Can You Cook Frozen TV Dinners in a Solar Cooker?

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Do a quick search on the Internet, and you will find that people do cook frozen dinners in their solar cookers. The dinners get hot enough to eat. A palatable temperature, however, is only part of what you are looking for from the solar cooker. The other part is safety. Your solar cooker must be able to get hot enough to kill harmful bacteria in the dinner. Some cookers can; some can't.

Frozen Dinner Trays

At first glance, frozen TV dinners look ideal for solar cooking. The ideal container for solar cooking is lightweight and dark colored. Most frozen dinner trays are just that. Most also have a oven-safe plastic wrap over the top of the dinner. That, too, is ideal for solar cooking.

The Problem

The problem is that TV dinners differ one from another. Some are fully cooked, some are partially cooked, and some are uncooked. You can't always tell which is which simply by looking at the dinner. For example, a raw piece of chicken may be coated with a partially cooked breading. Food scientists develop the instructions on the package to insure that the recommended cooking time and temperature is adequate to ensure the safety of the particular food in the dinner. Cook the dinner too slowly or too little, and you could be facing a food contamination issue.

Solar Cooker Power

If your solar cooker gets hot enough to mimic a conventional oven, simply preheat it and follow the conventional oven instructions. If your cooker cooks more like a crock pot, you can use a crock pot test to determine if it has at least the minimum amount of power to cook a frozen dinner. Pour some water into a TV dinner tray until the water level reaches the typical level of the food in the tray. Freeze the tray. Lift the ice and tuck an oven-proof thermometer probe into the tray, under the ice. Put the ice in the solar cooker at the time of day you'd like to cook frozen dinners. Heat the tray for four hours, periodically reaiming the cooker toward the sun. At the end of four hours check the thermometer. If the temperature is under 140 degrees Fahrenheit, your cooker is too underpowered to cook a single TV dinner. To be safe, you have to be able to get your TV dinner above 140 degrees in less than four hours; 40 to 140 degrees Fahrenheit is the "danger zone" for food.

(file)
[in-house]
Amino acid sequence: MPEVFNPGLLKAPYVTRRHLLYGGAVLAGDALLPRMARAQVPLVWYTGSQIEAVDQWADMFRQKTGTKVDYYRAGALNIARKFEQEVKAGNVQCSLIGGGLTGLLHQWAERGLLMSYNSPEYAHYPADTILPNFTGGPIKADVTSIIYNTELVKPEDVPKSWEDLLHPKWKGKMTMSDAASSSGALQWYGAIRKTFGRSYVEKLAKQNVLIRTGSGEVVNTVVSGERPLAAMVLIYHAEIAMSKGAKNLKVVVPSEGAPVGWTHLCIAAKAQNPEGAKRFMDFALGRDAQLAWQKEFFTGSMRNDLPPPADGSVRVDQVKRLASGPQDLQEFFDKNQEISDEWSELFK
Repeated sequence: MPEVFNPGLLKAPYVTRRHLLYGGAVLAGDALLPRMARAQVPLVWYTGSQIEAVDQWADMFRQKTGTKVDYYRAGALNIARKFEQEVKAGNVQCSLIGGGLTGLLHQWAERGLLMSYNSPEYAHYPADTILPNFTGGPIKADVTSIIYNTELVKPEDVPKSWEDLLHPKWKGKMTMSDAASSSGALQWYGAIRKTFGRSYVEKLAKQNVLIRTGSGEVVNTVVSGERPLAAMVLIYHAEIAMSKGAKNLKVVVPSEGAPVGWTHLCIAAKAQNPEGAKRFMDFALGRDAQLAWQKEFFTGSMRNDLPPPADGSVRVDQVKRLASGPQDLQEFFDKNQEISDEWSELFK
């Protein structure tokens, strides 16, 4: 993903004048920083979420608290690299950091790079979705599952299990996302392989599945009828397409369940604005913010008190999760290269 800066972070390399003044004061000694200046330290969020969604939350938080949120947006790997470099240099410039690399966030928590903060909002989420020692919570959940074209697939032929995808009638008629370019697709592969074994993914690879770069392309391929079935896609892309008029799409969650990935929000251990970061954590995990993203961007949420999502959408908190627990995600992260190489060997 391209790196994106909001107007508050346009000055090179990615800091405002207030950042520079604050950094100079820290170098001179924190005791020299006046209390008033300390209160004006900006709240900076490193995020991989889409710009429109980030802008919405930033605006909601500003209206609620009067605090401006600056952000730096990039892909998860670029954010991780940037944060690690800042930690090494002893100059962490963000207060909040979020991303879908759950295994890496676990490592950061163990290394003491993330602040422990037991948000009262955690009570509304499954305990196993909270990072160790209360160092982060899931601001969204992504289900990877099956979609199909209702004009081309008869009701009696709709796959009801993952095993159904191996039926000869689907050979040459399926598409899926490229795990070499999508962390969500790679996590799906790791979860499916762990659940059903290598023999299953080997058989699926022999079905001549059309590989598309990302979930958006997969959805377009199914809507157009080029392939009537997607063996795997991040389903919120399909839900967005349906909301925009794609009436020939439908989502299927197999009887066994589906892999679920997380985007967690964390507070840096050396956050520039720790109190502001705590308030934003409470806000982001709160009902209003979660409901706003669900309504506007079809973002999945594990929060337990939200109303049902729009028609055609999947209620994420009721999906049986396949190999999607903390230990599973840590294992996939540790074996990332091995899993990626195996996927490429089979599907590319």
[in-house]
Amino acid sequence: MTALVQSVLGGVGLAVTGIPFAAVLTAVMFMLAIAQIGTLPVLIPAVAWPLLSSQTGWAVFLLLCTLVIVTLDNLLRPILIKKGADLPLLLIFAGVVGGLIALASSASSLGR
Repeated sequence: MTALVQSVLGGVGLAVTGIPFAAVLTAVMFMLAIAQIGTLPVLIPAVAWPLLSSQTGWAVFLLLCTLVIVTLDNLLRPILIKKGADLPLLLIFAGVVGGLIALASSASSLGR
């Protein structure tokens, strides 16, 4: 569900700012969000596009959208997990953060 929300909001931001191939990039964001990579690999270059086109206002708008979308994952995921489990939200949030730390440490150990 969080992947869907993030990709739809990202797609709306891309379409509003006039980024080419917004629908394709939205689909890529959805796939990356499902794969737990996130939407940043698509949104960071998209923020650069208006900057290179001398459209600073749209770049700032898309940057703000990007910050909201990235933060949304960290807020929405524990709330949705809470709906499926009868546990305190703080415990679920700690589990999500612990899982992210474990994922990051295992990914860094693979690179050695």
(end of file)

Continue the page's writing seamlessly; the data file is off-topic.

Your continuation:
If you plan to cook more than one TV dinner at a time, you'll need to add a second (or third, or fourth) tray full of ice to your experiment. It's enough to put the thermometer under one of the blocks of ice, but you'll need to have more than one in the oven to simulate cooking conditions.

Safe Temperature for Frozen Dinners

Even if your cooker can reach 140 degrees in less than four hours, it still might be underpowered. To be safe, you need to get poultry to 165 degrees Fahrenheit before eating it. Beef needs to be cooked to 145 to 160 degrees and pork to 160 to 170 degrees. Everything else needs to be heated to at least 165 degrees. Always check a TV dinner in several places with an instant-read cooking thermometer before eating it. If it's not hot enough, it could make you sick.

If the instructions for your frozen dinner say to let the food rest for a few minutes after cooking, make sure to add the rest period to your solar cooking routine as well. Resting is partly about letting the juices permeate the food, but it's partly to let the heat permeate.

Solar Cooking Conditions

Remember, too, that unlike a conventional oven, a solar oven's efficiency varies with the weather. If your cooker passed your tests under ideal conditions, and you are now cooking a frozen dinner in partly cloudy or windy conditions, you may be unsafe. Using an oven thermometer with a food probe can help you keep an eye on the temperature of food as it is cooking.

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